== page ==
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What is a SCSI Card?

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  • Written By: R. Kayne
  • Edited By: Niki Foster
  • Last Modified Date: 15 September 2016
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SCSI (pronounced scuzzy) is short for Small Computer System Interface, and the SCSI card controls various SCSI devices. SCSI devices might be hard drives, optical drives, scanners or tape drives.

A SCSI card is inserted into a PCI slot inside the computer. SCSI is a competing technology to the more standard IDE (Integrated Drive Electronics). Most hard disks are IDE, but the IDE controller card is integrated into the motherboard. If SCSI components are desired, a SCSI card is required.

There are various versions of the SCSI card that feature different connectors as the technology has evolved.

  • 25-pin card controls original SCSI devices
  • 50-pin card controls Narrow (8-bit) SCSI-2, FastSCSI, and Ultra SCSI devices
  • 68-pin card controls Wide (16-bit) Ultra-Wide, Ultra2, Ultra 160, and Ultra 320 devices

Many people prefer SCSI to standard IDE as SCSI technology is much faster. SCSI drives are popular in servers and among power users. A SCSI card has its own processing chip and does not need to rely on the CPU (Central Processing Unit). The trade-off is that SCSI devices are more expensive than IDE devices. For this reason, many people opt to buy and use IDE hard drives, but will install a SCSI card for a SCSI DVD burner. The added speed of SCSI is useful for the demanding needs of burning and playing CDs and DVDs.

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A great advantage of this type of card is that it can link up to 15 devices per card. This configuration is called daisy chaining and each device on the SCSI cable is assigned its own ID. The ability to add on to the SCSI card provides great flexibility for a RAID (Redundant Array of Independent Disks). If considering SCSI for a RAID, another viable alternative is a SATA (Serial ATA) RAID. SATA hard drives will be less expensive than SCSI drives, and the latest SATA drives should be comparable in speed to a SCSI Ultra 160 RAID or better.

SCSI cards are available everywhere computer components are sold. When purchasing one, be sure it is compatible with the SCSI components you wish to purchase. SCSI devices generally carry a longer warranty than IDE devices, and SCSI drives are designed to work 24/7, catering to the server market.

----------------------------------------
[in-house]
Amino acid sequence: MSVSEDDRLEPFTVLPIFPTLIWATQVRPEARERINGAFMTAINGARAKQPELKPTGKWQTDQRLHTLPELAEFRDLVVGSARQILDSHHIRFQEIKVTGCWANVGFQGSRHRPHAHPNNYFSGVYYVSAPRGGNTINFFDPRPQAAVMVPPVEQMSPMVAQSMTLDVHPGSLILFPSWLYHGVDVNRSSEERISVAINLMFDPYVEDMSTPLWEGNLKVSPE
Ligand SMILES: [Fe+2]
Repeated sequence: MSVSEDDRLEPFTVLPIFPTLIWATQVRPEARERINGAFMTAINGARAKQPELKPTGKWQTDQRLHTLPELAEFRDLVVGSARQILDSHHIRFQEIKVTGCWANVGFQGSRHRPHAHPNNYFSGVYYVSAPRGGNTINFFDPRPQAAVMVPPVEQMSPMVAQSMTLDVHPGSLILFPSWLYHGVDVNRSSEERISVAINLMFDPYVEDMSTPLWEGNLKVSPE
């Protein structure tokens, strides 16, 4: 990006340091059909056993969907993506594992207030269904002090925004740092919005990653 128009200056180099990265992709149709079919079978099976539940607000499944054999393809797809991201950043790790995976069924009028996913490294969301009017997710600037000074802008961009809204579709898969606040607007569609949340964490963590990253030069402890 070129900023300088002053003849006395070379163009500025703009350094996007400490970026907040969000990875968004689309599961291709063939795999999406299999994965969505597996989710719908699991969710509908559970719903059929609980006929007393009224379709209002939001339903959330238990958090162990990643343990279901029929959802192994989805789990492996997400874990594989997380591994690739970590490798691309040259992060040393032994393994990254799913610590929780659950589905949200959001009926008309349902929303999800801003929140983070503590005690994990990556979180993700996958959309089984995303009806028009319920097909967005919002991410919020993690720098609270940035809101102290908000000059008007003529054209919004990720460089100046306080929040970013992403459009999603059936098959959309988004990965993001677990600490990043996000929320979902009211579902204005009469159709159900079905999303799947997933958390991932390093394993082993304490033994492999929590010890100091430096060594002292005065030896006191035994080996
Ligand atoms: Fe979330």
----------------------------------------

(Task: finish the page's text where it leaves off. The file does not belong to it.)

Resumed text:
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Discuss this Article

miriam98
Post 5

@Charred - Another standard to consider is the SATA card (Serial Advanced Technology Attachment) which lets you hook up hard drives and optical drives with ease. It has “hot swapping” so you can change your hardware configuration easily, and it uses a serial cable to transfer the data transfer rate at blazing fast speed compared to the older technologies.

Charred
Post 4

@nony - Yes, and if you’re looking into building servers, you might want to look into the Ultra320 SCSI card. It’s super fast, backward compatible with a lot of the older SCSI standards and is pretty much plug and play without having to mess too much with jumper settings.

nony
Post 3

@allenJo - Frankly, SCSI hard drives have a lot of things going for them, but storage is not one of them. You pay a premium for the storage with a SCSI controller based hard drive than you would with a competing IDE drive.

It is speed, and not storage, that would determine if SCSI is appropriate for any application. Servers use SCSI because they need the speed; they need to respond quickly to user requests. If you’re doing video editing, you’re better off staying with IDE.

allenJo
Post 2

I do a lot of video editing. Would a SCSI hard drive be appropriate for my purposes or should I stick with an IDE hard drive?

dipanka
Post 1

pl. inform me whether by using SCSI card 10 cd can be write at a time in same computer? for this what will be the specification of the computer? what type of CD writer will be used?

with regards

dipanka goswami

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